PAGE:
So how come they call the wind Maria?

Is this yours? Because it made me laugh out loud. :smiley:

Is this yours? Because it made me laugh out loud. :smiley:

Obsessing about this all morning. I think the bigger question is:

Who are “They”?

Satisfying, this site says that actually Mariah Carey was named for the movie, not vice versa.

Also, I believe I read somewhere that Eastwood and Seberg had a pretty torrid affair during filming but that he broke it off abruptly and went back to his wife after the shooting was completed. Not unusual, that.

Let’s see, between L&L, R&H, and SS, Maria is likened to the wind, a cloud, a prayer, an ocean wave, a moonbeam, a willo’ the wisp, and the most beautiful sound ever heard (uh, plus a clown–Eek).

That’s a lot of pressure for one name. Can’t Ethel take up some of the slack?

As for PYW, my favorite part remains:

Gonna paint our wagon,
Gonna paint it good,
We ain’t braggin’,
We’re gonna coat that wood! :slight_smile:

It used to be a type of gasoline.

Whether the movie was like the stage performance or not, I loved it.

It was one of the first movies I saw after the ratings system began. What is PG now was M then, and this movie was M. I didn’t tell my folks about that rating.

I think my favorite scene, out of many, is the part when Eastwood, Marvin, and Seberg decide to become a threesome.

“I was married to a man with two wives. Why can’t a woman have two husbands?”


Originally posted by ArchiveGuy
Can’t Ethel take up some of the slack?

Yeah, but Ethel has a tendency to catch Joe.

I was thinking of lyrics from the title song:
Where we goin?
I ain’t certain.
When will we get there?
I don’t know.
All I know is I am on my way.

It shows that even back in our great pioneering past, men just wouldn’t stop and ask directions.

From Duck Soup:
“If you run outta gas, get Ethel! If Ethel runs out, get Mabel!”

I’m glad he had a good career. He definitely had a good voice.

This is why I love this board. I asked a question not even sure if there was an answer, and know I know.

I don’t want to Tess on anyone’s parade – there were indeed a lot of good lines. And I just found out on the Internet Movie Database that Paddy Chayefsky wrote the adaptation! The IMDB says “This film about the California Gold Rush was actually shot in the Cascade Mountains of Oregon.” That was beautiful scenery.

But … everyone knows it’s Windy …

Yep. IMDB says “Jean Seberg had her singing voice dubbed by Rita Gordon while Clint Eastwood and Lee Marvin did their own singing.” I wonder if it was because her voice was bad, or just that she was less of a name star. I didn’t follow her career very closely.
It also says" Although it was a musical, no choreographer was ever hired."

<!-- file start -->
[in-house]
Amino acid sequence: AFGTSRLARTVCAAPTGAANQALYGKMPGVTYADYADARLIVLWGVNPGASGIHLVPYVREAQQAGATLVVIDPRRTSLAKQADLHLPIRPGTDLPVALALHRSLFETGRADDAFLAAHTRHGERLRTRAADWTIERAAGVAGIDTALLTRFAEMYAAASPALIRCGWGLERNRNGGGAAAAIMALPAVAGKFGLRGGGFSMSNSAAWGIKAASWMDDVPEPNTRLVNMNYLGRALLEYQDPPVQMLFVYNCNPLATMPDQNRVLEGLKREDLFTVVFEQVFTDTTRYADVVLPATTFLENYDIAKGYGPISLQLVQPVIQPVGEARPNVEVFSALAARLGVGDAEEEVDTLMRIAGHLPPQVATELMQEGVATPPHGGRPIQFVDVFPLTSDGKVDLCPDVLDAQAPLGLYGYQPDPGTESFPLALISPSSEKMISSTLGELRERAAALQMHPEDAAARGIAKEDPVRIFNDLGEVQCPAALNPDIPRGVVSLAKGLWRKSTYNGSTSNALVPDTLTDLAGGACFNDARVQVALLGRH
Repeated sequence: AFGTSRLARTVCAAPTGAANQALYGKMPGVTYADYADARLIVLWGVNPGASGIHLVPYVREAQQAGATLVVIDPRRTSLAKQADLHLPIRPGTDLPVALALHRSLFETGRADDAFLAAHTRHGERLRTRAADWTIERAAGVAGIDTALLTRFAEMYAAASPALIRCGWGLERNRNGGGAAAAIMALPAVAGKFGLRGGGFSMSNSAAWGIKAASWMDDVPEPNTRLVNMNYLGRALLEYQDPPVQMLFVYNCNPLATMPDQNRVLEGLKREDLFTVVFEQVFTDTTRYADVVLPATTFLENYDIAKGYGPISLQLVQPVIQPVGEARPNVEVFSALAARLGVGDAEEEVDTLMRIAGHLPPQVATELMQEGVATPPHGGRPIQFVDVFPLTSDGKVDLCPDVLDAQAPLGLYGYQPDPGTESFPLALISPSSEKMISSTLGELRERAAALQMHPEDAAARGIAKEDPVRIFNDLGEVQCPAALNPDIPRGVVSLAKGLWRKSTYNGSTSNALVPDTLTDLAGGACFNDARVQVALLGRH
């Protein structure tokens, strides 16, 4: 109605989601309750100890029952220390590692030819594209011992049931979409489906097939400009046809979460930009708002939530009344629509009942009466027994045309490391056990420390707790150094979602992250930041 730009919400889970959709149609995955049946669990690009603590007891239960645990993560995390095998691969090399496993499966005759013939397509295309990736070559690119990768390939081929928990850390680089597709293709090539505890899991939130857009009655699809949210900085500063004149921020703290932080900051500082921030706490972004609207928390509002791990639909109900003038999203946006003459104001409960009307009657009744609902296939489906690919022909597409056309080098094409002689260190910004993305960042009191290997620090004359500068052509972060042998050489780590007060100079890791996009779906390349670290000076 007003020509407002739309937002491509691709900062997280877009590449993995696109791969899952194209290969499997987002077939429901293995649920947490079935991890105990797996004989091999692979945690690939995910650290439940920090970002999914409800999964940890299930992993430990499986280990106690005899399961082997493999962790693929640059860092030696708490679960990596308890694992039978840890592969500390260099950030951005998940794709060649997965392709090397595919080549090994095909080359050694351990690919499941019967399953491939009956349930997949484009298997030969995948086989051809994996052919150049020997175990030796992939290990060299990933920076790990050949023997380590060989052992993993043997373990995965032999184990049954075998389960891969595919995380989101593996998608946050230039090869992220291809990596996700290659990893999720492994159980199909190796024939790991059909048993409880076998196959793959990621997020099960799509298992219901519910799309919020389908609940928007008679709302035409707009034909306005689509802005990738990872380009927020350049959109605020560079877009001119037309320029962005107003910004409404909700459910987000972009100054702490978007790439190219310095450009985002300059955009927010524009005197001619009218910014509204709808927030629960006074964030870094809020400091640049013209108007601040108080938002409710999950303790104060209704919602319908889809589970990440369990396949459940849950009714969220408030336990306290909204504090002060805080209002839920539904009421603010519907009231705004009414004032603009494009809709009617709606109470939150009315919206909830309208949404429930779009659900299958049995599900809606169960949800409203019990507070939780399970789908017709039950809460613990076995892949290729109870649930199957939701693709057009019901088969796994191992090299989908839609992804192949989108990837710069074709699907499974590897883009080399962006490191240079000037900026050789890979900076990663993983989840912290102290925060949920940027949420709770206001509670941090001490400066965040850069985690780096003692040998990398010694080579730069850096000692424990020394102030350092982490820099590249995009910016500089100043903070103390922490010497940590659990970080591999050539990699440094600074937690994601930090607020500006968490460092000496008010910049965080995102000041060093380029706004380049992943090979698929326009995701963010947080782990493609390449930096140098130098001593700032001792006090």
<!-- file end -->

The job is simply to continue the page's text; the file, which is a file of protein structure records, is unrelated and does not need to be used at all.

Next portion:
Yeah, and it shows.

Joe’s starting for Tess and hoping she’ll put out.
(I don’t know why this popped into my head.)

I didn’t know that about Mariah Carey.
I also read (or maybe the TV host said) that Marvin was drinking up a storm and director Joshua Logan was succumbing to depression. No wonder a lot of scenes turned into such messes.

But it was Mary,
Mary
Long before the fashion came.
There’s something there
So sweet, so fair
It’s a grand old name.
(I swear I’m going to get a Straight Dope singalong going.)

On an episode of Mystery Science Theater 3000, Tom Servo sang “I was born under a wanderin’ star” – just that one line from the song. Servo was voiced by Kevin Murphy, who also had a fine, rich singing voice. Perhaps for that reason, the line stuck in my head, though I didn’t know where the song was from.
Imagine my surprise when Marvin started croaking it. I mean, he just sort of half growled, half mumbled. Never really raised his voice. Sort of the way you sort of sing a snatch of song when your mind is on something else. What a waste of a good song!

Don’t get me wrong, I think Marvin was very good in the comedy sections. But he just couldn’t sing.

Has anyone noticed that Maria doesn’t really rhyme with fire, unless like Lerner & Loewe you pronounce it fi-yah. Which is not how they talk in the Pacific Northwest.

Well, looks like you solved that problem.

I never saw the movie or the play but I do remember the song “I Still See Elisa.” Pretty and sad.

You got that right. I saw it at the theatre when it first came out and several times later, all when I was young. I’d just happened to buy the DVD the other day and watch it the day before the TV broadcast you saw. Frankly I was shocked at just what a clusteryuk much of the movie was, especially most of the pre-intermission scenes.

It wasn’t a total washout but it had some much more potential than what was realized.